Yes, Stephen Bannon is a white nationalist.
A lot of people have been coming forward since Breitbart News chairman Stephen Bannon’s appointment as Donald Trump’s “Chief Strategist,” concerned that a white nationalist occupies such a high position in our government. However, other people have been curious: what evidence is there behind this bold claim?
This is a fair question, and there is a lot of misinformation about this on the Internet. Modern white nationalism is complex, and trying to pin Stephen Bannon down to specific labels like “anti-semite” or “white supremacist” without much evidence is inaccurate. I don’t think exaggeration helps anyone, but I also don’t think we should completely dismiss these issues just because they are complicated. Here is why I am still deeply concerned:
He has said that Breitbart News under his leadership was a “platform for the alt-right.” The “alt-right” movement is hard to define, but to understand Bannon’s beliefs, it should definitely be fair to use the description published on Breitbart. This portrays them in the most positive light you’ll ever see, and still acknowledges: that the term was coined by open white nationalist Richard B. Spencer; that they believe “culture is inseparable from race;” that they want to “build homogeneous communities;” and that they are against immigration, even legal immigration which “makes perfect economic sense,” in order to preserve their “own tribe and its culture.” They aren’t quite the same as Neo-Nazis or the KKK, but even at their absolute best, they believe a nation must be racially and culturally pure and homogeneous, and that preserving racial homogeneity is more important even than economic strength.
Stephen Bannon does not often express his views specifically, but if we can infer his views from his actions: he controls a website, he claims the website is a platform for the alt-right, and the website defines the alt-right under clearly racial nationalist terms. There’s no single quote where he admits to white nationalism, but in the context of Breitbart’s definition of the alt-right, it can’t be denied. Oh, and he’s a big fan of the stunningly racist novel Camp of the Saints, in which refugees are a plague that must be slaughtered. And he recommends the proto-Fascist writer Julius Evola, who believed that equality is a modern distractions and we must return to traditional racial and social hierarchies. And he’s a fan of the French fascist writer Charles Maurras, who thought the concept of individual liberty was a lie spread by Jews and people should submit to the collective will of their nation. And check out this interview with Trump, where Trump points out that retaining smart immigrants is good for the country, to which Bannon replies “when two-thirds or three-quarters of the CEOs in Silicon Valley are from South Asia or from Asia, I think…” before trailing off and switching to the more diplomatic “a country is more than an economy. We’re a civic society.” Which is still a clear echo of the definition of alt-right published on his website: that a country is more than just an economy, it must be a unified race and culture.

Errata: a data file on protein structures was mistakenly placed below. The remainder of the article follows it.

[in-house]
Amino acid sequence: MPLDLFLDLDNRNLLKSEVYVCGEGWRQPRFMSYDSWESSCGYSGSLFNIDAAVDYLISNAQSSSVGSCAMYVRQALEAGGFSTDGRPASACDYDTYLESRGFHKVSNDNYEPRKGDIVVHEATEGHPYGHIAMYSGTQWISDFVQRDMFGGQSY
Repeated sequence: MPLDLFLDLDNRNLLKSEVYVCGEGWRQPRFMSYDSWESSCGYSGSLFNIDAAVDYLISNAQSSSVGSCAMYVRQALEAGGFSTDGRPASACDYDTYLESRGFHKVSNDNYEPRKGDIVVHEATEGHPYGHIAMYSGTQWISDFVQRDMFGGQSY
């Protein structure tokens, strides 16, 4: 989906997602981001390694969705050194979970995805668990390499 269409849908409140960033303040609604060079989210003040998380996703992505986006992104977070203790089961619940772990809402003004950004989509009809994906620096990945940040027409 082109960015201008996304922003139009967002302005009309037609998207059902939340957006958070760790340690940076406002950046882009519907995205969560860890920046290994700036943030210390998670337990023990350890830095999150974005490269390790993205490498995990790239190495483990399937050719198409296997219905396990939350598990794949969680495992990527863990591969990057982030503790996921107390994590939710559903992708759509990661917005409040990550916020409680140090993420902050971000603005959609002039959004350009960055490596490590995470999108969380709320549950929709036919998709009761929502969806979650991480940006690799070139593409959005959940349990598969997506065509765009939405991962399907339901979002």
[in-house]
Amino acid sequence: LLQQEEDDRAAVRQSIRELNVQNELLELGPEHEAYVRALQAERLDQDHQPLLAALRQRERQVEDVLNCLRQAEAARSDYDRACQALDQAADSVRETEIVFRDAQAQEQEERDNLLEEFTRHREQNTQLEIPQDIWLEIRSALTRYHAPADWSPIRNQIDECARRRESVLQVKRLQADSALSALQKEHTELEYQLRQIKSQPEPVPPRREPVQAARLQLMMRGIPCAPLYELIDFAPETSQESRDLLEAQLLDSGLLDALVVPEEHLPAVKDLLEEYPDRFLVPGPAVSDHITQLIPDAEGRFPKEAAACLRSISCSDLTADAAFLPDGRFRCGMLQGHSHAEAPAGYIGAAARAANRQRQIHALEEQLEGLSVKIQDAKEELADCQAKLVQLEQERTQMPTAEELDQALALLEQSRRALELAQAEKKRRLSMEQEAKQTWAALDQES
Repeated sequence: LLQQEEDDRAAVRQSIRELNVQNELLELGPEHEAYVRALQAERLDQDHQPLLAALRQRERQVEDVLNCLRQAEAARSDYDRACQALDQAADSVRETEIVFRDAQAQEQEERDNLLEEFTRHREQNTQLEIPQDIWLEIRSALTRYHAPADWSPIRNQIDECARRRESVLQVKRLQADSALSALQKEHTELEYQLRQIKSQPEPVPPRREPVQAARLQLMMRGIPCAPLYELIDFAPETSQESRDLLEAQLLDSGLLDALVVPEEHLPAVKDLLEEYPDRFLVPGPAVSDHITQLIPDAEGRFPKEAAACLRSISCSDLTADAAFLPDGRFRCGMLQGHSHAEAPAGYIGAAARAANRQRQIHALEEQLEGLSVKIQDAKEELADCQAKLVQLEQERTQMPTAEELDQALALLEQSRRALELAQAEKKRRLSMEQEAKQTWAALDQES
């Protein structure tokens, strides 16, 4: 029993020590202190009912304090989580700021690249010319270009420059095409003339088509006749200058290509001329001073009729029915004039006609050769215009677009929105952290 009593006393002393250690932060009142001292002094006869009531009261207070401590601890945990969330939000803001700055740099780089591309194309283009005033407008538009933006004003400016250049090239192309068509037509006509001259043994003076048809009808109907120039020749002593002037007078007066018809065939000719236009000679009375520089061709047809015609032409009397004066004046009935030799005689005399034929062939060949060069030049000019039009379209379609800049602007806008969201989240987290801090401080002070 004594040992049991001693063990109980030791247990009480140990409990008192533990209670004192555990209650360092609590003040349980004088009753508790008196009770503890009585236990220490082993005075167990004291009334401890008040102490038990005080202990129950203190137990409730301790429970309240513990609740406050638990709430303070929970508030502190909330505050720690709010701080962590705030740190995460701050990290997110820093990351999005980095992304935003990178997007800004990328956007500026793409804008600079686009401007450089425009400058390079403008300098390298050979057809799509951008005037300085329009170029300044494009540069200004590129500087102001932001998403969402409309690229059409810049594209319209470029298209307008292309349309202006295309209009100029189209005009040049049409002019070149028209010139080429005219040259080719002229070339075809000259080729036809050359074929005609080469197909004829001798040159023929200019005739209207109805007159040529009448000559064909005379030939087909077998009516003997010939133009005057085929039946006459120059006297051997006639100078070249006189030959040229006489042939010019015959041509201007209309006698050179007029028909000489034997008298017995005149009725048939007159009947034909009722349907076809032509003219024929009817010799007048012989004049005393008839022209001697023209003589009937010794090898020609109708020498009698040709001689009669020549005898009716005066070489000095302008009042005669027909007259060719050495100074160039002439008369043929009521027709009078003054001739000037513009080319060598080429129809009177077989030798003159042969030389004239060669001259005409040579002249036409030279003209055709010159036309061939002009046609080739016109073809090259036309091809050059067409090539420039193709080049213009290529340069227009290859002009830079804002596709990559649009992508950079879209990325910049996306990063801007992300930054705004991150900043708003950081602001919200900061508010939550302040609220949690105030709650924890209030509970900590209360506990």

You don’t have to take it from me, either: there are plenty of former Breitbart staffers from before Bannon’s takeover who understand that he’s a propagandist for racist causes. These are not politically correct, far-left people; Breitbart was always a provocative and right-wing publication, but those who worked under Stephen Bannon and former head Andrew Breitbart have been saying for months that Bannon turned it into something far more sinister. The head editor under Bannon has admitted stories aren’t run unless they fit specific narratives, largely focused on threats to race and culture. Former writer Ben Shapiro wrote in the decidedly conservative Daily Wire that “under Bannon’s leadership, Breitbart openly embraced the white supremacist alt-right,” while former spokesman Kurt Bardella has said Breitbart is no better than state-run propaganda and “everyone should be terrified” of Bannon in the White House, and other staffers are leaving with similar concerns. There’s a difference between being politically incorrect and being manipulative, propagandist, and covertly racist, and a lot of politically incorrect people believe Bannon is the latter.
All this is combined with the simple fact that open white nationalists across America are celebrating his appointment. Without exaggerating his views, he is still absolutely unfit to advise the leader of a diverse nation founded on egalitarian principles. Don’t let the discussion of Stephen Bannon’s danger get sucked into debating specific terms. This is a distraction; no, he isn’t a Neo-Nazi or a Klansman. But Donald Trump could have appointed a top adviser with experience helping the economy, or in foreign policy; instead, he appointed a professional propagandist who consistently promotes xenophobes and nativists. Americans from all over the political spectrum agree: he and his white nationalism have no place in the White House.